I am very sorry to hear about your pup Claire's restless behavior, licking the floor, eating grass, panting, coughing and gagging.
Dogs with nausea or gastroesophageal acid reflux often eat or lick grass or foreign material to make themselves vomit. They will often swallow forcefully repeatedly, gag, and lick things trying to soothe their nausea and acid burn. If they can rid themselves of whatever is irritating their stomach that way then all is good.
But when they are gagging repeatedly and continue to be uncomfortable then we need to stop them from eating any more grass. It becomes a vicious cycle where the more they vomit the more their stomach acid burns their esophagus and the worse they feel.
Possible causes of nausea causing symptoms like ers include a sudden change in diet (food or treats), dietary sensitivities or allergies, or eating things that they should not like too many fatty table scraps or garbage, bones etc. Addison's which is a poorly functioning adrenal gland is another possibility for waxing and waning vomiting and nausea. Metabolic organ failure (kidney or liver disease), pancreatitis, inflammatory bowel disease or even infiltrative cancers are possible causes as well at her age.
Do you know if Claire was fed anything different, or got into anything?
You can give her an acid reducer to try and settle her stomach. Either:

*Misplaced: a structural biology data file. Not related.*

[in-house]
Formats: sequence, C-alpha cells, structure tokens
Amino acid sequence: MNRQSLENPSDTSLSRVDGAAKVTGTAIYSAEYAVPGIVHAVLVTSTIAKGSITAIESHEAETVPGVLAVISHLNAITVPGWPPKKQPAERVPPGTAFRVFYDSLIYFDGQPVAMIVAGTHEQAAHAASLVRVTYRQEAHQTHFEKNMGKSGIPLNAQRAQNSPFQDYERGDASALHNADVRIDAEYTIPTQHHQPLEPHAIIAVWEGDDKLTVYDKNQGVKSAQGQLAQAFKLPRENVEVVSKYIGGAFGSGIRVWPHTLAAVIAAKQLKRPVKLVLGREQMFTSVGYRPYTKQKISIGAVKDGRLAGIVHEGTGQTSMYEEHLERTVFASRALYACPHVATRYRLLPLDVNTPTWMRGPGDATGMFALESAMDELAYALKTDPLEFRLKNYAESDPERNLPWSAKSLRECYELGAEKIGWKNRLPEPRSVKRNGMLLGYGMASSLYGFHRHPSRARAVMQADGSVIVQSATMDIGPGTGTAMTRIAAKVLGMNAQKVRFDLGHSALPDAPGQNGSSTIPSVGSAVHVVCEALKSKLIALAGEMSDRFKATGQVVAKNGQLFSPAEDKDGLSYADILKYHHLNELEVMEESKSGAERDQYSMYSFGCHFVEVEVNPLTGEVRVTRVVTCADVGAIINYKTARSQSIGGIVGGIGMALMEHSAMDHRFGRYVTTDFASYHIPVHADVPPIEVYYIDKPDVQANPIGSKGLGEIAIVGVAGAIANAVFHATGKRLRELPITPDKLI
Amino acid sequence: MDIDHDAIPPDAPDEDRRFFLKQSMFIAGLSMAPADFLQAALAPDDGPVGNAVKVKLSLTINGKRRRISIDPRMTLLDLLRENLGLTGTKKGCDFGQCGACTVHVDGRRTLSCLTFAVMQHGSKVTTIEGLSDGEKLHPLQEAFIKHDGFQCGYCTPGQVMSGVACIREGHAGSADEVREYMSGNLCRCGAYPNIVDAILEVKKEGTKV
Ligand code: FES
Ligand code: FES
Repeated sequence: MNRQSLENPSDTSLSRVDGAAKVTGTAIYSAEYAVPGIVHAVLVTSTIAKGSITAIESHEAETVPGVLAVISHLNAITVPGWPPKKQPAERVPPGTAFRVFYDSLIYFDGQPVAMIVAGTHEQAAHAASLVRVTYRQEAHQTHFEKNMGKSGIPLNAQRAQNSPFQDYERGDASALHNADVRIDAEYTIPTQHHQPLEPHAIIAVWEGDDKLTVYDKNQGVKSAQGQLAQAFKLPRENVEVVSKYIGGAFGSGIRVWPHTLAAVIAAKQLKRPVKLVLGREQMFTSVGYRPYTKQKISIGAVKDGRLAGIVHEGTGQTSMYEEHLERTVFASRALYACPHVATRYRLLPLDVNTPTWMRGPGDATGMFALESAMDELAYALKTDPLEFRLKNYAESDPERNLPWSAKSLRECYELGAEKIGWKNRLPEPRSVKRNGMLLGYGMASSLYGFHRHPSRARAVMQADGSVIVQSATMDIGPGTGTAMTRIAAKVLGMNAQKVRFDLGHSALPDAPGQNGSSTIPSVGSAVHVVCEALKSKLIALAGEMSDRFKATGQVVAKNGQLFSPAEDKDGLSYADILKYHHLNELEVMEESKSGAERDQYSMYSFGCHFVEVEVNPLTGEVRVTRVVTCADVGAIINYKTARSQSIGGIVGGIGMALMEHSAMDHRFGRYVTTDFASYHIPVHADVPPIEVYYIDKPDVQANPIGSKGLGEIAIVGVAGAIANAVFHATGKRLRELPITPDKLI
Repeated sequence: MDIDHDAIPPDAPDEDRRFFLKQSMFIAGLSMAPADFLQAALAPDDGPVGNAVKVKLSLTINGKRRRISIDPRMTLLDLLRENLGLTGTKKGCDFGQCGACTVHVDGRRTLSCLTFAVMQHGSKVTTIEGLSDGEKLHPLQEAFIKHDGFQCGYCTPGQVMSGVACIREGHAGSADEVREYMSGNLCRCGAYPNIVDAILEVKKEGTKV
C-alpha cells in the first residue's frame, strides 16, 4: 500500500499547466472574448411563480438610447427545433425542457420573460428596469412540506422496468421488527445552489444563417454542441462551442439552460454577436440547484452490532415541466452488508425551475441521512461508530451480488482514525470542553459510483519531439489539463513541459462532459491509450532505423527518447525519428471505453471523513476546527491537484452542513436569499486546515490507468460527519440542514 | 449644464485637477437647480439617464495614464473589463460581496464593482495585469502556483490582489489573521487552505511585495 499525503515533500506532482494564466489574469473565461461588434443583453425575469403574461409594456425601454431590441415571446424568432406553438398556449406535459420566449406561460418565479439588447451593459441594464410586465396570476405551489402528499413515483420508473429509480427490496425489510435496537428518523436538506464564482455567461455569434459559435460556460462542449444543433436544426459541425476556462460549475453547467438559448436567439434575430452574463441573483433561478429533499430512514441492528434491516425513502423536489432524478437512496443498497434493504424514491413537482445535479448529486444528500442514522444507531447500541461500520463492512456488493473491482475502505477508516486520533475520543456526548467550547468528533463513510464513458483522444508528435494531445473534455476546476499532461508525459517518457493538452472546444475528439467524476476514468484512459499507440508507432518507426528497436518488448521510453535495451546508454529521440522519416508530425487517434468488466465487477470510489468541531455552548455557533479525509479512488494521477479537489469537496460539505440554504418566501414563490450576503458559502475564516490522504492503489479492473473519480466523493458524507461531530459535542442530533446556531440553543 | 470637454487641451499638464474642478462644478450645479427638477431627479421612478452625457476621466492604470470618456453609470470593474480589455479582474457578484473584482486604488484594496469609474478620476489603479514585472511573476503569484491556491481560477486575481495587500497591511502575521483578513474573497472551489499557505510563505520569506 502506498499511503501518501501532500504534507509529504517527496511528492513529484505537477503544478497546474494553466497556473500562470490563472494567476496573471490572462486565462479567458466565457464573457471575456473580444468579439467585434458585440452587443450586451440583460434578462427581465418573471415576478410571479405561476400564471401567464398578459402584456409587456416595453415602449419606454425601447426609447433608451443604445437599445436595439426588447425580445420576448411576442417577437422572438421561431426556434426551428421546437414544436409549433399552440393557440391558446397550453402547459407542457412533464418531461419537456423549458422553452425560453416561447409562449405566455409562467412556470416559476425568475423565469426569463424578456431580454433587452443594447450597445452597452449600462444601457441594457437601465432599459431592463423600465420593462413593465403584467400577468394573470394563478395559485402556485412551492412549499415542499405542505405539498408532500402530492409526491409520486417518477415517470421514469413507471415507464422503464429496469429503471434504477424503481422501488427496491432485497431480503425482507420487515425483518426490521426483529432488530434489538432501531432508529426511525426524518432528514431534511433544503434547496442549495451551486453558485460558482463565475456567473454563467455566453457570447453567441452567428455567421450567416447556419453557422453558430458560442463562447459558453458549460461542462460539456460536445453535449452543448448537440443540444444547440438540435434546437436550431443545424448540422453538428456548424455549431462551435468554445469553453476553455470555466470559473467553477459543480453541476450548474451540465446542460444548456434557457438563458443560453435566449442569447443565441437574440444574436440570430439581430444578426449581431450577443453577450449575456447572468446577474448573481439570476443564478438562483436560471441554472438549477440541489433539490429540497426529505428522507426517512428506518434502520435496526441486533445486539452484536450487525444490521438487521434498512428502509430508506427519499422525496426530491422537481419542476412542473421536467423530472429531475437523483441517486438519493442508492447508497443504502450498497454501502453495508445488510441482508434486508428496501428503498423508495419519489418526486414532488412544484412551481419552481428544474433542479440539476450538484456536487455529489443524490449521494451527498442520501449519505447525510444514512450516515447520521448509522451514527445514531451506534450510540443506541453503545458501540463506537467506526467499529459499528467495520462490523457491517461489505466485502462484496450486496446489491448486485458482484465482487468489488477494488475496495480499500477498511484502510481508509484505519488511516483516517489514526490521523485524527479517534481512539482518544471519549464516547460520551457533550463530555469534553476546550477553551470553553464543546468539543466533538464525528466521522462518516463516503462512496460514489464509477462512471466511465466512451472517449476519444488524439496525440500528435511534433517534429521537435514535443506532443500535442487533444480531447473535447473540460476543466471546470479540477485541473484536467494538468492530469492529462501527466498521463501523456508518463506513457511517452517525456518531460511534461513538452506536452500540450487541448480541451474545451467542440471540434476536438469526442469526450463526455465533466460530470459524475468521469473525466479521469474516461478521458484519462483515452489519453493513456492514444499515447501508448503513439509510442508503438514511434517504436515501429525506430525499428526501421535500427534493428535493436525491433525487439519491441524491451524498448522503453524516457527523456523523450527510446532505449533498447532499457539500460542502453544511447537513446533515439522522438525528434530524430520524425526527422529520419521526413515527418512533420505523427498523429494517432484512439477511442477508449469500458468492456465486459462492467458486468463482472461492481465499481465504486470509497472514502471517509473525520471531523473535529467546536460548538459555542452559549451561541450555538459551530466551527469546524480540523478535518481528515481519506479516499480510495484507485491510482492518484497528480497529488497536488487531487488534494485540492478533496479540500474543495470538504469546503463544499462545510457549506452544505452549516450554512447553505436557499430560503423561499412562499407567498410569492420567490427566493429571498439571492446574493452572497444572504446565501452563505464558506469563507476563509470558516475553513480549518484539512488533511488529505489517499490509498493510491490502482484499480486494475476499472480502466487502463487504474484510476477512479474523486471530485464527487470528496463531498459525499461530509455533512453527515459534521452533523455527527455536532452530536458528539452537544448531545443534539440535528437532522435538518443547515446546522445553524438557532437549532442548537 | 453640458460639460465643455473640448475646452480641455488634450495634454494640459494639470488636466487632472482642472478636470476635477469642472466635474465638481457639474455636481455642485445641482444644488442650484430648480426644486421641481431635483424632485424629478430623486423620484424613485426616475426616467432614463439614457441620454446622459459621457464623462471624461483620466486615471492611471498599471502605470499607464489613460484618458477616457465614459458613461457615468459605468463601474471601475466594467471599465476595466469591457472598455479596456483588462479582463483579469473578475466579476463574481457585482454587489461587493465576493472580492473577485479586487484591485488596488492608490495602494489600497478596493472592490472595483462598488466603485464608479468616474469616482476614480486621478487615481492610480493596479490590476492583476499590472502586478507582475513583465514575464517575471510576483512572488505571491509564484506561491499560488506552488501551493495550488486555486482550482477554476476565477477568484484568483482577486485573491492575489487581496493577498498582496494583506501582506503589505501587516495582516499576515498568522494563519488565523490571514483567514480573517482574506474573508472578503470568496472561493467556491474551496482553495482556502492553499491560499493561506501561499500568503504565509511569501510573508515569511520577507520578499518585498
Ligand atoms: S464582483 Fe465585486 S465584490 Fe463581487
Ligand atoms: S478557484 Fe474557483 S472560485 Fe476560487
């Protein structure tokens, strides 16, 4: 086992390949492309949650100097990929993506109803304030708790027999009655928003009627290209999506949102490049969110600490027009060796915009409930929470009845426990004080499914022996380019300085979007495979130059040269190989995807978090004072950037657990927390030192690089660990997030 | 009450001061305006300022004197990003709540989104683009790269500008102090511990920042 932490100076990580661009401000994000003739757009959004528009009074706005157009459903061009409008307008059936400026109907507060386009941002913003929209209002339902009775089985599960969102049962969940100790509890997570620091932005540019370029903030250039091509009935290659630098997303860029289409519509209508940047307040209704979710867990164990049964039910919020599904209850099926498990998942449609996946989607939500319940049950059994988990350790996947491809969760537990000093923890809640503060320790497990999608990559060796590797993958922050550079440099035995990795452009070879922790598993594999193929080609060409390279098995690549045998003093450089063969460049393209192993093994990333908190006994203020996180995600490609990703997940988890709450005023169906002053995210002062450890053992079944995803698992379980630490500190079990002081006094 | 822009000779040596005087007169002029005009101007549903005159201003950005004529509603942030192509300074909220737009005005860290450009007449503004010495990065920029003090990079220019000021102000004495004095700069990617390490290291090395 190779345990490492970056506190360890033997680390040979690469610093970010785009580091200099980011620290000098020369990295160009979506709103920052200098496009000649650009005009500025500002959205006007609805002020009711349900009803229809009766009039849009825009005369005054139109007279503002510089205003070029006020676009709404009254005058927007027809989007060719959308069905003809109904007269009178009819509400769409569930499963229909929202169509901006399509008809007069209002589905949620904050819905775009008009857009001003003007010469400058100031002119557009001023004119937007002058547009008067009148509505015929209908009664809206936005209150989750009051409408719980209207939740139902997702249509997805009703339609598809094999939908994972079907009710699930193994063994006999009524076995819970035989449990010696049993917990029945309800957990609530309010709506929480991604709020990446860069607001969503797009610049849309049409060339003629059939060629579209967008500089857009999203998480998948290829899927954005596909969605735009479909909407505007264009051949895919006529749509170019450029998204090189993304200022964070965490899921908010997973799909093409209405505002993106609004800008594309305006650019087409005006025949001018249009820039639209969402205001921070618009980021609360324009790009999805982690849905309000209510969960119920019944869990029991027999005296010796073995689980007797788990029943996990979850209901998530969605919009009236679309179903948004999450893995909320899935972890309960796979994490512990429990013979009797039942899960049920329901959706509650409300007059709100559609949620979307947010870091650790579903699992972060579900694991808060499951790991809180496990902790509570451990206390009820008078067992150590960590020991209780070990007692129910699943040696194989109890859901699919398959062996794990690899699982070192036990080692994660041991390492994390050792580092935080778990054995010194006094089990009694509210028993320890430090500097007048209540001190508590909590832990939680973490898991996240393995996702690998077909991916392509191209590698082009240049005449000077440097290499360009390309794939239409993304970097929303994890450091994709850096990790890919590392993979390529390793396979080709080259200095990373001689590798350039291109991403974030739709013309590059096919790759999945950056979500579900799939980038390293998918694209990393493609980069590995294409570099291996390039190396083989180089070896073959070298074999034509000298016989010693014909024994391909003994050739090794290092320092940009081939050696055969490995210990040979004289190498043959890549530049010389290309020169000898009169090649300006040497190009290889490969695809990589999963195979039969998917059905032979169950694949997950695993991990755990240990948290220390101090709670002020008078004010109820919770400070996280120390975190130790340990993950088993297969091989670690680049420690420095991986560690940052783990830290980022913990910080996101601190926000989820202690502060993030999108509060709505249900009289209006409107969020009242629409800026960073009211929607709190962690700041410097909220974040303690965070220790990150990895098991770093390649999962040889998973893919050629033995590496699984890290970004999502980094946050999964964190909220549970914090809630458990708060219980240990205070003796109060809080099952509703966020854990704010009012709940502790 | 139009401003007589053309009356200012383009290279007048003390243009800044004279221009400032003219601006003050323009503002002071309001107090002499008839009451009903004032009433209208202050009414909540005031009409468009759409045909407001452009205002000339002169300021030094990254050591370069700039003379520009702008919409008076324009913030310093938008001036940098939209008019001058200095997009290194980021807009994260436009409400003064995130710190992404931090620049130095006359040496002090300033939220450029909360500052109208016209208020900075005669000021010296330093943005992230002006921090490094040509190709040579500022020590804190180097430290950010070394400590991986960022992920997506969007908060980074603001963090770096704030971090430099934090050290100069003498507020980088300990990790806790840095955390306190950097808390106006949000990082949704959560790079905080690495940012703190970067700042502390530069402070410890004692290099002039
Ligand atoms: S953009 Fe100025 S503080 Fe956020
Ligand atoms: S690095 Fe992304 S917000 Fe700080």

1) Pepcid-ac (famotidine) at a dose of one 10mg tablet per 20 to 40 pounds of body weight every 12 hours.
2) Prilosec (omeprazole) at one a dose of one 20mg tablet per 40 to 80 pounds of body weight every 24 hours.
These will reduce stomach acid and could help settle her stomach. These can be used for several days if necessary as they are very safe.
I'd also pick up her food and water for now. A couple hours after the acid reducer is given you can offer small amounts of water or ice cubes to lick. She's likely thirsty but we need to settle her stomach first.
No food for 12-24 hours. Small amounts of water only.
After her food fast then start a bland diet of 1/3 boiled, lean hamburger (or boiled, white, skinless chicken) and 2/3 boiled white rice. Give small meals several times a day. Feed the bland diet for several days, then if things are going well start mixing in her regular diet and slowly convert her back.
If her nausea continues then she may need injectable medication from a veterinarian to get her stomach upset under control.
So watch her for continued vomiting even with the acid reducers, blood in her stool or vomit or a fever (more than 103.5F rectally), a tense painful belly or lack of appetite after the acid reducer and her food fast. If any of those occur it is time to seek hands on veterinary care.
It would also be a good idea to have blood tests done as well to make sure there isn't an underlying metabolic problem like pancreatitis or Addison's disease present.
Please let me know if you have any further questions.